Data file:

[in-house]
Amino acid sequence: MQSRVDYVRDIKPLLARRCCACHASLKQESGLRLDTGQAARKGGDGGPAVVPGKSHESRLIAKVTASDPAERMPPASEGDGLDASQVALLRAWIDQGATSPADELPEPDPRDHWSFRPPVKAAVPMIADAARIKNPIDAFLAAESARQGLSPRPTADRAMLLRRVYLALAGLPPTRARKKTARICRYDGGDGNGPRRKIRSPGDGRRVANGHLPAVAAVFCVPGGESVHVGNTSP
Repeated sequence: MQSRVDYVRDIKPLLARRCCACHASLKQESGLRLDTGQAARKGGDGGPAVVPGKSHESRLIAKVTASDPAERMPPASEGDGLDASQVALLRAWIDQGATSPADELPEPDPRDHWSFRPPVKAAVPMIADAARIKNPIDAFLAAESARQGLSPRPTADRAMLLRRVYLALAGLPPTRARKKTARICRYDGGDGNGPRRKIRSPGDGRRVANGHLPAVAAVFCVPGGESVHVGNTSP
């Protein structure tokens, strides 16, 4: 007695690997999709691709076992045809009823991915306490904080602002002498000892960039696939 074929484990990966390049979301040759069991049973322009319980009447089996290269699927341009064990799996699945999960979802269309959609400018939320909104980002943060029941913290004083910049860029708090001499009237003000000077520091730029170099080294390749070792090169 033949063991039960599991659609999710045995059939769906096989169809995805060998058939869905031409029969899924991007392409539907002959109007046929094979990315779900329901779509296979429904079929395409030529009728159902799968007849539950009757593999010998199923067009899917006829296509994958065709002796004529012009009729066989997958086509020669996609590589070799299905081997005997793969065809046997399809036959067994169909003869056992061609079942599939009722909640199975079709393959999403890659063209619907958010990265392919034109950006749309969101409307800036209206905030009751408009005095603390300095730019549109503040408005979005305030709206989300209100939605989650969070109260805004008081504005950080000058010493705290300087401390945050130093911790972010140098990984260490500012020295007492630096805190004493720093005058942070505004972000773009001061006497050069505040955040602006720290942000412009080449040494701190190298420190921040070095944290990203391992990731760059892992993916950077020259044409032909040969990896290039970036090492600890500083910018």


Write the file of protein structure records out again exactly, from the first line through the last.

[in-house]
Amino acid sequence: MQSRVDYVRDIKPLLARRCCACHASLKQESGLRLDTGQAARKGGDGGPAVVPGKSHESRLIAKVTASDPAERMPPASEGDGLDASQVALLRAWIDQGATSPADELPEPDPRDHWSFRPPVKAAVPMIADAARIKNPIDAFLAAESARQGLSPRPTADRAMLLRRVYLALAGLPPTRARKKTARICRYDGGDGNGPRRKIRSPGDGRRVANGHLPAVAAVFCVPGGESVHVGNTSP
Repeated sequence: MQSRVDYVRDIKPLLARRCCACHASLKQESGLRLDTGQAARKGGDGGPAVVPGKSHESRLIAKVTASDPAERMPPASEGDGLDASQVALLRAWIDQGATSPADELPEPDPRDHWSFRPPVKAAVPMIADAARIKNPIDAFLAAESARQGLSPRPTADRAMLLRRVYLALAGLPPTRARKKTARICRYDGGDGNGPRRKIRSPGDGRRVANGHLPAVAAVFCVPGGESVHVGNTSP
């Protein structure tokens, strides 16, 4: 007695690997999709691709076992045809009823991915306490904080602002002498000892960039696939 074929484990990966390049979301040759069991049973322009319980009447089996290269699927341009064990799996699945999960979802269309959609400018939320909104980002943060029941913290004083910049860029708090001499009237003000000077520091730029170099080294390749070792090169 033949063991039960599991659609999710045995059939769906096989169809995805060998058939869905031409029969899924991007392409539907002959109007046929094979990315779900329901779509296979429904079929395409030529009728159902799968007849539950009757593999010998199923067009899917006829296509994958065709002796004529012009009729066989997958086509020669996609590589070799299905081997005997793969065809046997399809036959067994169909003869056992061609079942599939009722909640199975079709393959999403890659063209619907958010990265392919034109950006749309969101409307800036209206905030009751408009005095603390300095730019549109503040408005979005305030709206989300209100939605989650969070109260805004008081504005950080000058010493705290300087401390945050130093911790972010140098990984260490500012020295007492630096805190004493720093005058942070505004972000773009001061006497050069505040955040602006720290942000412009080449040494701190190298420190921040070095944290990203391992990731760059892992993916950077020259044409032909040969990896290039970036090492600890500083910018």